We study experimentally the spatial distribution, settling and interaction of sub-Kolmogorov inertial particles with homogeneous turbulence. Utilizing a zero-mean-flow air turbulence chamber, we drop size-selected solid particles and study their dynamics with particle imaging and tracking velocimetry at multiple resolutions. The carrier flow is simultaneously measured by particle image velocimetry of suspended tracers, allowing the characterization of the interplay between both the dispersed and continuous phases. The turbulence Reynolds number based on the Taylor microscale ranges from
, while the particle Stokes number based on the Kolmogorov scale varies between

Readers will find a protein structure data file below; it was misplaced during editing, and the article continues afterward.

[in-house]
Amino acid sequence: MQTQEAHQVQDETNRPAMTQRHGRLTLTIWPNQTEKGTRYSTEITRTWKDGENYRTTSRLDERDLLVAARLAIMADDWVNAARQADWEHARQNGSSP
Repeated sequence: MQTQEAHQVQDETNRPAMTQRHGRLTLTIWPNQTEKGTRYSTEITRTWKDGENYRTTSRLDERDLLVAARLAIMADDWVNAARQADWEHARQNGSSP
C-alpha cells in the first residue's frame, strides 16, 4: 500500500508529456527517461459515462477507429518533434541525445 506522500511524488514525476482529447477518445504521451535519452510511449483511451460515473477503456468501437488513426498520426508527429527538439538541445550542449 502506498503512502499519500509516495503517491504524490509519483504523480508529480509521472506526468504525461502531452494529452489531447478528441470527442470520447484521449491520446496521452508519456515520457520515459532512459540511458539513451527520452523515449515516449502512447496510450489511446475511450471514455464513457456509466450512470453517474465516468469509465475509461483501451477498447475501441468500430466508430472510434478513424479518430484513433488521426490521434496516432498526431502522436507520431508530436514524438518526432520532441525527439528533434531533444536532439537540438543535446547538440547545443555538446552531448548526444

. Clustering is confirmed to be most intense for
, but it extends over larger scales for heavier particles. Individual clusters form a hierarchy of self-similar, fractal-like objects, preferentially aligned with gravity and with sizes that can reach the integral scale of the turbulence. Remarkably, the settling velocity of
particles can be several times larger than the still-air terminal velocity, and the clusters can fall even faster. This is caused by downward fluid fluctuations preferentially sweeping the particles, and we propose that this mechanism is influenced by both large and small scales of the turbulence. The particle–fluid slip velocities show large variance, and both the instantaneous particle Reynolds number and drag coefficient can greatly differ from their nominal values. Finally, for sufficient loadings, the particles generally augment the small-scale fluid velocity fluctuations, which however may account for a limited fraction of the turbulent kinetic energy.